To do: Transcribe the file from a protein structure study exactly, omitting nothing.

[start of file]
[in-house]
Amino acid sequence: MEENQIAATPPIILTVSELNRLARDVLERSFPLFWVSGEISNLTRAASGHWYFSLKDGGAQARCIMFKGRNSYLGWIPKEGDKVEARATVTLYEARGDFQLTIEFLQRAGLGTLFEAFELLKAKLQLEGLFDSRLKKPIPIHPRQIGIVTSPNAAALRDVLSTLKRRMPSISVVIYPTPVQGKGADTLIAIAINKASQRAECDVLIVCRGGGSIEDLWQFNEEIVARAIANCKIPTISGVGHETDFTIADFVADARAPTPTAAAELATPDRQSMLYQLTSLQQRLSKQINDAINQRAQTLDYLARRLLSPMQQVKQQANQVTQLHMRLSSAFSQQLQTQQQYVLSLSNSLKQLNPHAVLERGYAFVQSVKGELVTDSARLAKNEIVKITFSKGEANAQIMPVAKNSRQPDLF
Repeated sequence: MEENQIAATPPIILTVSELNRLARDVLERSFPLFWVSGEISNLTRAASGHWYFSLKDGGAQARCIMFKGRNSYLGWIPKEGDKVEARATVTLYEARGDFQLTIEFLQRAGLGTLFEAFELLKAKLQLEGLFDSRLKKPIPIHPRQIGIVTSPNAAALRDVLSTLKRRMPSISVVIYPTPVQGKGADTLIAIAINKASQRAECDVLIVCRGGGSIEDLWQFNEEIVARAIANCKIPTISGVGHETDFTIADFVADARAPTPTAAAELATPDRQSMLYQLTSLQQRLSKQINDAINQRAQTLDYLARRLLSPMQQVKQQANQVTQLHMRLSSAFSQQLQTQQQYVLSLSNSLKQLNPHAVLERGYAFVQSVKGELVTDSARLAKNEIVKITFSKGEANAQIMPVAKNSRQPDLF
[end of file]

[in-house]
Amino acid sequence: MEENQIAATPPIILTVSELNRLARDVLERSFPLFWVSGEISNLTRAASGHWYFSLKDGGAQARCIMFKGRNSYLGWIPKEGDKVEARATVTLYEARGDFQLTIEFLQRAGLGTLFEAFELLKAKLQLEGLFDSRLKKPIPIHPRQIGIVTSPNAAALRDVLSTLKRRMPSISVVIYPTPVQGKGADTLIAIAINKASQRAECDVLIVCRGGGSIEDLWQFNEEIVARAIANCKIPTISGVGHETDFTIADFVADARAPTPTAAAELATPDRQSMLYQLTSLQQRLSKQINDAINQRAQTLDYLARRLLSPMQQVKQQANQVTQLHMRLSSAFSQQLQTQQQYVLSLSNSLKQLNPHAVLERGYAFVQSVKGELVTDSARLAKNEIVKITFSKGEANAQIMPVAKNSRQPDLF
Repeated sequence: MEENQIAATPPIILTVSELNRLARDVLERSFPLFWVSGEISNLTRAASGHWYFSLKDGGAQARCIMFKGRNSYLGWIPKEGDKVEARATVTLYEARGDFQLTIEFLQRAGLGTLFEAFELLKAKLQLEGLFDSRLKKPIPIHPRQIGIVTSPNAAALRDVLSTLKRRMPSISVVIYPTPVQGKGADTLIAIAINKASQRAECDVLIVCRGGGSIEDLWQFNEEIVARAIANCKIPTISGVGHETDFTIADFVADARAPTPTAAAELATPDRQSMLYQLTSLQQRLSKQINDAINQRAQTLDYLARRLLSPMQQVKQQANQVTQLHMRLSSAFSQQLQTQQQYVLSLSNSLKQLNPHAVLERGYAFVQSVKGELVTDSARLAKNEIVKITFSKGEANAQIMPVAKNSRQPDLF